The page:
Public Sector Influence on NP Preceptorship (Week #7)

Value of Funding

Besides making rules and regulations, our government is an economic force in the business of healthcare, often referred to as the public sector. The laws our government enacts shape how our healthcare system functions or fails to function. How the government chooses to allocate it’s vast, though not unlimited, funds may shape the structure our healthcare system even more. Rules, programs, or care models that lack funding will not flourish and will most likely fail. The Centers for Medicare/Medicaid Services (CMS) is the largest payor of healthcare costs, and what CMS does, other payors tend to follow. In conjunction with The Affordable Care Act (ACA), CMS has changed provider payments from a volume-based, fee-for-service system to a system of value-based purchasing (VBP), which is simply saying payments are to be made based on demonstration of cost-effective, quality based outcomes in patient care (Aroh, Colella, Douglas, & Eddings, 2015).

Quality, Cost-effective Care

Nurse practitioners (NPs) have been demonstrating the quality and cost-effectiveness of their care for 50 years as they have fought for their place in the healthcare system. As early as 1979 the US Congress recognized the cost-effectiveness of NPs and recommended supporting the education and growth of NPs, as well as physician assistants (Congressional Budget Office). A 2015 systematic review comparing the outcomes and costs of NPs and physician continues to demonstrate that NPs provide healthcare that is at least equal to and in some cases superior to that provided by physicians (Swan, Ferguson, Chang, Larson, & Smaldone). The vulnerable populations that ACA and CMS are geared to protect, such as uninsured and underinsured, the working poor and immigrants are the very populations that NPs are known to have provided quality care for. These patients are at greater risk of overall poor health, disease complications, and serious illness; yet NPs have been able to develop innovate clinics and care models to reach these patients and reduce their healthcare problems and medical spending (Van Zandt, Sloand, & Wilkins, 2007). Many of the clinics that provide healthcare to the underserved populations also provide preceptors and training opportunities for NP students; thus meeting the needs of two groups and making the most efficient use of the public sector’s funding. Yet this fiscally sound contribution goes unrecognized and unfunded. The clinic may receive reimbursement for CMS qualified patients at 85% of the what a physician providing the same service would receive. The clinic’s potential income is further reduced since they are not training physicians, the clinic is not eligible to receive monies from Graduate Medical Education (GME) fund.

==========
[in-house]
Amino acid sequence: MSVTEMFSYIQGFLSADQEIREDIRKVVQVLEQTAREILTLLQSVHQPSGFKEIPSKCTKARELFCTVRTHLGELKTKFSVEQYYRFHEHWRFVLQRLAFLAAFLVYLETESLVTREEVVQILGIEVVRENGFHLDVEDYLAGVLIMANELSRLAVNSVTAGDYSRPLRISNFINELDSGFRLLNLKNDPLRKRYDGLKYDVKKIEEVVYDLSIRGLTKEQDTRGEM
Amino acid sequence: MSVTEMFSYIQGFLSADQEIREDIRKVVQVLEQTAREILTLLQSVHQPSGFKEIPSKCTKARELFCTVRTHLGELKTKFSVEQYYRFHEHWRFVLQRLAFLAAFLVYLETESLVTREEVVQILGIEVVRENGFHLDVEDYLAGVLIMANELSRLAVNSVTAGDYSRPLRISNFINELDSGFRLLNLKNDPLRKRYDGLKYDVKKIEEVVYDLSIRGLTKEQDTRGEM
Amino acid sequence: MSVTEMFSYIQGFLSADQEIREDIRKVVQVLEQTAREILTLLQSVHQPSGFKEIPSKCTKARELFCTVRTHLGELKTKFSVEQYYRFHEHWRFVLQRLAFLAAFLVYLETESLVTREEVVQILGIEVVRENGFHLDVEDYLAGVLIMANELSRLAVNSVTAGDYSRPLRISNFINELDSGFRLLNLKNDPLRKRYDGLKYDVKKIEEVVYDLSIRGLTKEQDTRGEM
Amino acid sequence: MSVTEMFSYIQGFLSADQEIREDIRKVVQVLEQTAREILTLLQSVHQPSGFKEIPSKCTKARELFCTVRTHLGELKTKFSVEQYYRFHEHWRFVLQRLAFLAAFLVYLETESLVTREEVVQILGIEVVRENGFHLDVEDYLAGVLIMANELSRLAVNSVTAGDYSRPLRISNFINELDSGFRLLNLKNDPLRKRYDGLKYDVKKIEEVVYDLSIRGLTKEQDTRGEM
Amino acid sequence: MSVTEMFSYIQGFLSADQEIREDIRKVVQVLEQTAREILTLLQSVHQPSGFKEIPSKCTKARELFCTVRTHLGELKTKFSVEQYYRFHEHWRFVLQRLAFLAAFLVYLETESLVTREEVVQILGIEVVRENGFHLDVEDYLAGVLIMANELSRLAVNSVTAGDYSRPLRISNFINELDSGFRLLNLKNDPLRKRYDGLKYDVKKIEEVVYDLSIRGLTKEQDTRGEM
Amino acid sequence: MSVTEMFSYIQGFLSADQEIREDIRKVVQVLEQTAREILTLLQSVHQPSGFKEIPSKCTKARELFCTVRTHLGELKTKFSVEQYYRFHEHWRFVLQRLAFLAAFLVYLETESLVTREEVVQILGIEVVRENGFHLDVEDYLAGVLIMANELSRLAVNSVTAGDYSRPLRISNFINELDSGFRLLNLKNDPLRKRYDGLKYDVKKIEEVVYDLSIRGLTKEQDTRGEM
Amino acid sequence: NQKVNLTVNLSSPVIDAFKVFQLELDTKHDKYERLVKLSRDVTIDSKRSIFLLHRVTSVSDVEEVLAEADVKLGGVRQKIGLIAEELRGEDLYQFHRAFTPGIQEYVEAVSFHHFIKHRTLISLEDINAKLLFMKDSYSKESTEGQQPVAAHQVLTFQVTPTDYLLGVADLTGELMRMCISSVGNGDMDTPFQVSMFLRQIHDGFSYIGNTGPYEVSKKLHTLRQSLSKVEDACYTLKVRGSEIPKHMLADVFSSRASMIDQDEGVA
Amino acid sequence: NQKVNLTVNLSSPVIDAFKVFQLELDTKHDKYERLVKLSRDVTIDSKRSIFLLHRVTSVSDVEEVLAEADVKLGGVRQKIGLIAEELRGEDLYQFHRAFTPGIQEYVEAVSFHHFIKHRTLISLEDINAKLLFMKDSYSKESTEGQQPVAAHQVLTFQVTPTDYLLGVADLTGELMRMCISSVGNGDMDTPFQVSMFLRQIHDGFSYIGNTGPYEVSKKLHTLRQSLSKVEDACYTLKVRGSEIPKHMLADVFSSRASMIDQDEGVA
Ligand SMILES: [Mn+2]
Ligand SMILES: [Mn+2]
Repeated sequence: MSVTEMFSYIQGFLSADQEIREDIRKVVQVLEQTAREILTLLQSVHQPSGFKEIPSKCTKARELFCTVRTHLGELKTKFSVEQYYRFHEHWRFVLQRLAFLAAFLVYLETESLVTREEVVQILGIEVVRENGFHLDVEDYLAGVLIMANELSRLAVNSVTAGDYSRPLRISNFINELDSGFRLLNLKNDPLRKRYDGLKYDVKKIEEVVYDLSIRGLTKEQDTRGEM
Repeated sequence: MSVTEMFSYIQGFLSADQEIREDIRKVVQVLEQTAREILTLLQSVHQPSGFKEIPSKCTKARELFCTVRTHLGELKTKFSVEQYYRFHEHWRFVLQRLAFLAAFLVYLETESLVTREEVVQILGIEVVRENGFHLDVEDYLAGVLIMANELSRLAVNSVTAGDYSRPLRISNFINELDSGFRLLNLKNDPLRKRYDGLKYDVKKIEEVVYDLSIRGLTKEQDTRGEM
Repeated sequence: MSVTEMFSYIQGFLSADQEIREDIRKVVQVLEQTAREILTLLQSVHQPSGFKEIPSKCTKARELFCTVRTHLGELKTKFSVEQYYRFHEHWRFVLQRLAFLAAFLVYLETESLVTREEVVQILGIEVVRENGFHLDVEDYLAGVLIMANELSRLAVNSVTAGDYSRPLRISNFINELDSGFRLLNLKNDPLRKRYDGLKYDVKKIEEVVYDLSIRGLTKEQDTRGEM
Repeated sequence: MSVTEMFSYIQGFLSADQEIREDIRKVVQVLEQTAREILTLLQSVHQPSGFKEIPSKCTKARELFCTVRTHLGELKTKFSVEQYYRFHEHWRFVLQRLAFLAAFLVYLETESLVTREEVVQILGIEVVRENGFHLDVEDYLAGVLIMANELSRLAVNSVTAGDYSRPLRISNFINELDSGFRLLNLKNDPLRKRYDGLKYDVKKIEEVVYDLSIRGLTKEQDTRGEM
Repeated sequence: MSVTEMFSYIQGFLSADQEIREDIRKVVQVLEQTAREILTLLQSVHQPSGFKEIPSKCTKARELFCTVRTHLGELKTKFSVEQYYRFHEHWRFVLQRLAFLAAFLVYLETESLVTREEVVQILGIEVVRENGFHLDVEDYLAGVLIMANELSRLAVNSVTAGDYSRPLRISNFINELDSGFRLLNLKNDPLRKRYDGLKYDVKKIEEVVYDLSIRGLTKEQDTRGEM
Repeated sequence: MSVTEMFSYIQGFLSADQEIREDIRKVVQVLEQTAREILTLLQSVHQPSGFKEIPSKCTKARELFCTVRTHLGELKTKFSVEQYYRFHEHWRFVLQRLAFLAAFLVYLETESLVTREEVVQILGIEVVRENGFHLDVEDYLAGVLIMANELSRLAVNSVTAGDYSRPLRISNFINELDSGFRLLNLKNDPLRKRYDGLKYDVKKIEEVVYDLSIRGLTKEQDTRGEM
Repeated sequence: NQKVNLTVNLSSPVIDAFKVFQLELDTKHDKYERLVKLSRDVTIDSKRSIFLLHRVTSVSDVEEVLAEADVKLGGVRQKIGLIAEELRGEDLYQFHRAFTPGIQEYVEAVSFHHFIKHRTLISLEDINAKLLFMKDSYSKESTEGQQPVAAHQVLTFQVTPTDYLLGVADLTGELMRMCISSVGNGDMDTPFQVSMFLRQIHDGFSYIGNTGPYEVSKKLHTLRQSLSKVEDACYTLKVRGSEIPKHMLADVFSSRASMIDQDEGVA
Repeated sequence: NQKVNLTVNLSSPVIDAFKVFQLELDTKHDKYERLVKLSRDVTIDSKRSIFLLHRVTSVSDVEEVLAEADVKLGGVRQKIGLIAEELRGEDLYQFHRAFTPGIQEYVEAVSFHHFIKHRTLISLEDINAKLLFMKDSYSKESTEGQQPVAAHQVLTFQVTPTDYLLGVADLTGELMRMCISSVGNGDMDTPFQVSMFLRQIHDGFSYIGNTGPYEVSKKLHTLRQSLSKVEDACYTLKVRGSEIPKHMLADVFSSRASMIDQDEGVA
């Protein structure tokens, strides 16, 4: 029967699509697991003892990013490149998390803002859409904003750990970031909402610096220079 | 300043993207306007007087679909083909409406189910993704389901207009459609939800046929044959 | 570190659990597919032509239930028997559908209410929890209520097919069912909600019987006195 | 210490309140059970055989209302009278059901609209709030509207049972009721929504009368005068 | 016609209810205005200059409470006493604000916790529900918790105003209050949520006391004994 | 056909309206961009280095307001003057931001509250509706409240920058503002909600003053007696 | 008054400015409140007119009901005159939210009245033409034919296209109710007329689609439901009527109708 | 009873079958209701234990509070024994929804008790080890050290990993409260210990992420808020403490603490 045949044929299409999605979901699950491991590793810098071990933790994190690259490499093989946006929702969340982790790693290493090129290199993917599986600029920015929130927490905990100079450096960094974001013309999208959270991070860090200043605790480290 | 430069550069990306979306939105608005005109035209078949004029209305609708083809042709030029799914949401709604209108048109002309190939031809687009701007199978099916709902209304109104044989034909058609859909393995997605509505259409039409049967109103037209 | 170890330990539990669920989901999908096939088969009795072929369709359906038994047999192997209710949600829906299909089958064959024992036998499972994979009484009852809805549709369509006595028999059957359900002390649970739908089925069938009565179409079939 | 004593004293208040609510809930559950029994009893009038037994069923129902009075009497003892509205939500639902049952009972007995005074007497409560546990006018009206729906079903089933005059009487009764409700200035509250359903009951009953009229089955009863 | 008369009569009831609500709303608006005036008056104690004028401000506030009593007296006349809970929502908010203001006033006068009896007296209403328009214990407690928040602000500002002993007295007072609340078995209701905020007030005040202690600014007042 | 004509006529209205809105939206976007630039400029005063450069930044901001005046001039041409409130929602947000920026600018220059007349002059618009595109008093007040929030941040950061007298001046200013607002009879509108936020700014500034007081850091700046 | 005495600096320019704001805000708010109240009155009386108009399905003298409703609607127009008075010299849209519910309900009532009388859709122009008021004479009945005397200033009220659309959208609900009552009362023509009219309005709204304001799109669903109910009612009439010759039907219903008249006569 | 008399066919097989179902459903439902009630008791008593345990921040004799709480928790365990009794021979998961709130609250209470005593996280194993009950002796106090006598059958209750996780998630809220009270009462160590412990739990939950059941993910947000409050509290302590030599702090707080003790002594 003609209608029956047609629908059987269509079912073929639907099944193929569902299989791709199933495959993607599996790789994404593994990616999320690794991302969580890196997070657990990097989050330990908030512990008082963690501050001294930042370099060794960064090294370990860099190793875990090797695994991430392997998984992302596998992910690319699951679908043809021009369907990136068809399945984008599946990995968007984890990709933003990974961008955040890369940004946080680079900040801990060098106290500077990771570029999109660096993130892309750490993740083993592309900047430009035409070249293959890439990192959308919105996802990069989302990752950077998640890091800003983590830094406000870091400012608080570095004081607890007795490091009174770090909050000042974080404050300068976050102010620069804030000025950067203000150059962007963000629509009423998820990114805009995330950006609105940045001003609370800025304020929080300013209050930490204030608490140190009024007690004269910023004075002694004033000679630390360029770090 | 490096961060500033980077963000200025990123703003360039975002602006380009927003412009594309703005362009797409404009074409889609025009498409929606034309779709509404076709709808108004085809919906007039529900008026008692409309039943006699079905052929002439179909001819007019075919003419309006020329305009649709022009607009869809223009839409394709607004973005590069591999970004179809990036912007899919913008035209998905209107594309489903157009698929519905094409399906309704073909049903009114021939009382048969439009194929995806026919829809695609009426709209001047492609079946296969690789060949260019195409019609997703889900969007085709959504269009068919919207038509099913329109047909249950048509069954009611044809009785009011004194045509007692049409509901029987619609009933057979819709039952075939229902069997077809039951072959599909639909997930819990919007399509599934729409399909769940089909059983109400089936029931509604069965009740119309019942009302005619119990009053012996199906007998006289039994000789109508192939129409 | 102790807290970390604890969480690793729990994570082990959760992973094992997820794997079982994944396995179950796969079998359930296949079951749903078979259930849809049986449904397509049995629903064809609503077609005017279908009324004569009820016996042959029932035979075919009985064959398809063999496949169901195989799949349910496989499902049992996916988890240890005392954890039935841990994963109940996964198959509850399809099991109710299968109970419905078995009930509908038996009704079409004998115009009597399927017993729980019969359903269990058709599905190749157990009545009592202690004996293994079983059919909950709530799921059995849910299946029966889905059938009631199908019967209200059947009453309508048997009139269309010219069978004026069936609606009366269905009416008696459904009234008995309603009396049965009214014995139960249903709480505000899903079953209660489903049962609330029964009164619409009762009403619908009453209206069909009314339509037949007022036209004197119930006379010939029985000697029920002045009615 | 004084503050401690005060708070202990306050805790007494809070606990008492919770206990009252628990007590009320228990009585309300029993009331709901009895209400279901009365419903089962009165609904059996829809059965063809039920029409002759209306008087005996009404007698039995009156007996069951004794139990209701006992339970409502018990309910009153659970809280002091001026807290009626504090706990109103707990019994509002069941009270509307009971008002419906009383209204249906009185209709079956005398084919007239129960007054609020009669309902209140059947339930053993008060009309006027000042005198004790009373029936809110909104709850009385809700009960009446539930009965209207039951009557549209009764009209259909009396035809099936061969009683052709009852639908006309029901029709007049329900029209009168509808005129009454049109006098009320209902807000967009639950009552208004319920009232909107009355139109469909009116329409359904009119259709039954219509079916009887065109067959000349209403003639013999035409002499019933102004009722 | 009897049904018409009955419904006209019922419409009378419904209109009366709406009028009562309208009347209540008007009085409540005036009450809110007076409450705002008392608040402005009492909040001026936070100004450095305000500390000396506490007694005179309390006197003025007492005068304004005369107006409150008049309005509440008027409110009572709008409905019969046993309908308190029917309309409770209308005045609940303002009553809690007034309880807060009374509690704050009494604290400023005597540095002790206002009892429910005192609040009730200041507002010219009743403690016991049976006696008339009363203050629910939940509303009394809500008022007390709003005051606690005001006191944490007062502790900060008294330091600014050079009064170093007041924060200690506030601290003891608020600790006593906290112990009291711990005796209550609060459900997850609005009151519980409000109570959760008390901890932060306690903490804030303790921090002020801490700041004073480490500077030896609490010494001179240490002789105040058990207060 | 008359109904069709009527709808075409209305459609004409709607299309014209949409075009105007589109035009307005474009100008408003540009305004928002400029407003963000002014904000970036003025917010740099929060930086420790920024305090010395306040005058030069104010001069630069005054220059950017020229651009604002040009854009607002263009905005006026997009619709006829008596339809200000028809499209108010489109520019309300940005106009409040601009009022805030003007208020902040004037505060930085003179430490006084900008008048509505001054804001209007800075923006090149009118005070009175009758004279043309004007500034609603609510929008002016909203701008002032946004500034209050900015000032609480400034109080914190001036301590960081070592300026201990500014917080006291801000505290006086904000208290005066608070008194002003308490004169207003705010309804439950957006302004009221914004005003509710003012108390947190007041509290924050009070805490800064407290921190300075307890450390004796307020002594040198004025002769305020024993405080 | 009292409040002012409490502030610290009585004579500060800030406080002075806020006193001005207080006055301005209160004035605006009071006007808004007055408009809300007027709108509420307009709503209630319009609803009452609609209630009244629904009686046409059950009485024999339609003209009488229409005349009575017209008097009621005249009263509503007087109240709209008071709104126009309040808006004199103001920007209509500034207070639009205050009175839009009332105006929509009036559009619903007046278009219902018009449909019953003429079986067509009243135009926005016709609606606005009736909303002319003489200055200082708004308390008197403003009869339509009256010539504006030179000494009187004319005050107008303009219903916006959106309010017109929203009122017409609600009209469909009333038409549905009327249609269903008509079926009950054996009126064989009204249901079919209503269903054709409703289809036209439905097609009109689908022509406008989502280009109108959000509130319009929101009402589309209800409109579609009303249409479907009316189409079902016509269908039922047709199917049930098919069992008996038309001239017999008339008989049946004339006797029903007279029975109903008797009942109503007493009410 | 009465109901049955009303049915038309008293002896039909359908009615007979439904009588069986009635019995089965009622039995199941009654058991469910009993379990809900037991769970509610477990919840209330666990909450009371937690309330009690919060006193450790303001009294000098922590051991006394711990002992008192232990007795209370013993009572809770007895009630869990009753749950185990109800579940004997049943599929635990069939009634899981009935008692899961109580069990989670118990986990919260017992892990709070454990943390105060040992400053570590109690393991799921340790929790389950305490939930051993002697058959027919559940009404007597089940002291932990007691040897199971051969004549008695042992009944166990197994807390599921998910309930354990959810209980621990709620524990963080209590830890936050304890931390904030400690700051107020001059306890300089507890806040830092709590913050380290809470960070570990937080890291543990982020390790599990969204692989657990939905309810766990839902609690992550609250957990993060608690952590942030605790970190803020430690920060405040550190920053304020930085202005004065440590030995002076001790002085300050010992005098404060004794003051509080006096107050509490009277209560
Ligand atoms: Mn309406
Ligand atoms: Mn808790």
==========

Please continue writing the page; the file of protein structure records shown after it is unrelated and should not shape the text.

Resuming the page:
Education Funding is not Value Based

The same public sector that is demanding VBP from its providers, be they physician or NP, is not making that same demand in the training of providers. The BILLIONS of DOLLARS distributed through GME are done so on the volume and fee-for-service payment structure; the GME has no quality outcomes tied to the reimbursement of organizations and physicians providing training for the future medical providers. The distribution of these funds are also geographically biased to large metropolitan areas that have held the political clout to keep the payment system as is (Iglehart, 2015). It is time for those who have traditionally not spoken up for their needs and rights to step up and demand equitable funding for training based on outcomes and cost-effectiveness. The typically soft-spoken, quite nurse who is focused on serving the healthcare needs of patients may feel intimidated by those with political clout and experience, but there are mountains of evidence to support and shield those speaking up in favor of NP education and practice. Go fight the windmills Don Quixote and bring justice to the funding of our future healthcare providers.

 

Aroh, D., Colella, J., Douglas, C., & Eddings, A. (2015). An example of translating value-based purchasing into value-based care. Urologic Nursing, 35(2), 60-74.

Congress of the United States, Congressional Budget Office. (1979). Physician extenders: Their current and future role in medical care delivery. Retrieved from https://www.cbo.gov/sites/default/files/96th-congress-1979-1980/reports/79doc633.pdf

Iglehart, J.K. (2015).  Institute of Medicine report on GME – A call for reform. The New England Journal of Medicine, 372, 376-381. doi: 10.1056/NEJM1413236

Swan, M., Ferguson, S., Chang, A., Larson, E., & Smaldone, A. (2015). Quality of primary care by advanced practice nurses: a systematic review. International Journal for Quality in Health Care, 27, 369-404. doi:10.1093.intqhc.mzv054

Van Zandt, S.E., Sloand, E., & Wilkins, A. (2007). Caring for vulnerable populations: Role of academic nurse-managed health centers in educating nurse practitioners. The Journal for Nurse Practitioners, 4, 126-131. doi:10.1016/j.nurpra.2007.09.017

 

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